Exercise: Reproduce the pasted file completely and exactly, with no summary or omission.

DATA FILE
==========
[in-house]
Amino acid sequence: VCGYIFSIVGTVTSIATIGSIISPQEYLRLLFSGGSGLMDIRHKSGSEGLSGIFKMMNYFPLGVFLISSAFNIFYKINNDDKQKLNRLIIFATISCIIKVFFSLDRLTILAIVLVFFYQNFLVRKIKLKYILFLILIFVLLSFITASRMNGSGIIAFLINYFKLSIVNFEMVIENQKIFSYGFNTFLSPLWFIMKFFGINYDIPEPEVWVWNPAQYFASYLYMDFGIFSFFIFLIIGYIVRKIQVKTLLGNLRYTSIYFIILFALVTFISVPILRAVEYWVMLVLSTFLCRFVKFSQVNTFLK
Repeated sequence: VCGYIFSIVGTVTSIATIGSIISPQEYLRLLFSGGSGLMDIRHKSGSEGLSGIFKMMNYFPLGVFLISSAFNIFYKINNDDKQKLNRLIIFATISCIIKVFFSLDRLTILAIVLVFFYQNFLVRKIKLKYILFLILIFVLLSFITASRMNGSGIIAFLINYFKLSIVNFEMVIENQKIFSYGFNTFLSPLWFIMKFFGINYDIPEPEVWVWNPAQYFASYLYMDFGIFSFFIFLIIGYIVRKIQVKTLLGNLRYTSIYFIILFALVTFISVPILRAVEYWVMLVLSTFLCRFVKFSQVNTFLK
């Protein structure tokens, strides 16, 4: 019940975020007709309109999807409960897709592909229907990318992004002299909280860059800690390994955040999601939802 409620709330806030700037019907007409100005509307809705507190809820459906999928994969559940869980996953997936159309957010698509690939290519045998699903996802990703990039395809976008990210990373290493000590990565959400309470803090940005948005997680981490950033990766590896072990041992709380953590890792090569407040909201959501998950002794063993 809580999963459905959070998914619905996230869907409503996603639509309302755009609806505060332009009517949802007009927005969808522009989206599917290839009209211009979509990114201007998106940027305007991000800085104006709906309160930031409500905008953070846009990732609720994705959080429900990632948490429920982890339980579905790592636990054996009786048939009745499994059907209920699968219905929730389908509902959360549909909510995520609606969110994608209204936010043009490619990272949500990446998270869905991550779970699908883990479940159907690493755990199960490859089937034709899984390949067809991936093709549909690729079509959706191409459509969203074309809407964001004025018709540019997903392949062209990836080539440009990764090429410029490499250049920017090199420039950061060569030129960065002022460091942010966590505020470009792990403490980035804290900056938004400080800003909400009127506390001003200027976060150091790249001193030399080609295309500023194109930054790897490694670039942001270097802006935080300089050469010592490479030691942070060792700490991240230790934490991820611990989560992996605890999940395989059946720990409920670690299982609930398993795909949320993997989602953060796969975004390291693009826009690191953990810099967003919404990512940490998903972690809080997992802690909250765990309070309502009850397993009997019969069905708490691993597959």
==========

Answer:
[in-house]
Amino acid sequence: VCGYIFSIVGTVTSIATIGSIISPQEYLRLLFSGGSGLMDIRHKSGSEGLSGIFKMMNYFPLGVFLISSAFNIFYKINNDDKQKLNRLIIFATISCIIKVFFSLDRLTILAIVLVFFYQNFLVRKIKLKYILFLILIFVLLSFITASRMNGSGIIAFLINYFKLSIVNFEMVIENQKIFSYGFNTFLSPLWFIMKFFGINYDIPEPEVWVWNPAQYFASYLYMDFGIFSFFIFLIIGYIVRKIQVKTLLGNLRYTSIYFIILFALVTFISVPILRAVEYWVMLVLSTFLCRFVKFSQVNTFLK
Repeated sequence: VCGYIFSIVGTVTSIATIGSIISPQEYLRLLFSGGSGLMDIRHKSGSEGLSGIFKMMNYFPLGVFLISSAFNIFYKINNDDKQKLNRLIIFATISCIIKVFFSLDRLTILAIVLVFFYQNFLVRKIKLKYILFLILIFVLLSFITASRMNGSGIIAFLINYFKLSIVNFEMVIENQKIFSYGFNTFLSPLWFIMKFFGINYDIPEPEVWVWNPAQYFASYLYMDFGIFSFFIFLIIGYIVRKIQVKTLLGNLRYTSIYFIILFALVTFISVPILRAVEYWVMLVLSTFLCRFVKFSQVNTFLK
């Protein structure tokens, strides 16, 4: 019940975020007709309109999807409960897709592909229907990318992004002299909280860059800690390994955040999601939802 409620709330806030700037019907007409100005509307809705507190809820459906999928994969559940869980996953997936159309957010698509690939290519045998699903996802990703990039395809976008990210990373290493000590990565959400309470803090940005948005997680981490950033990766590896072990041992709380953590890792090569407040909201959501998950002794063993 809580999963459905959070998914619905996230869907409503996603639509309302755009609806505060332009009517949802007009927005969808522009989206599917290839009209211009979509990114201007998106940027305007991000800085104006709906309160930031409500905008953070846009990732609720994705959080429900990632948490429920982890339980579905790592636990054996009786048939009745499994059907209920699968219905929730389908509902959360549909909510995520609606969110994608209204936010043009490619990272949500990446998270869905991550779970699908883990479940159907690493755990199960490859089937034709899984390949067809991936093709549909690729079509959706191409459509969203074309809407964001004025018709540019997903392949062209990836080539440009990764090429410029490499250049920017090199420039950061060569030129960065002022460091942010966590505020470009792990403490980035804290900056938004400080800003909400009127506390001003200027976060150091790249001193030399080609295309500023194109930054790897490694670039942001270097802006935080300089050469010592490479030691942070060792700490991240230790934490991820611990989560992996605890999940395989059946720990409920670690299982609930398993795909949320993997989602953060796969975004390291693009826009690191953990810099967003919404990512940490998903972690809080997992802690909250765990309070309502009850397993009997019969069905708490691993597959």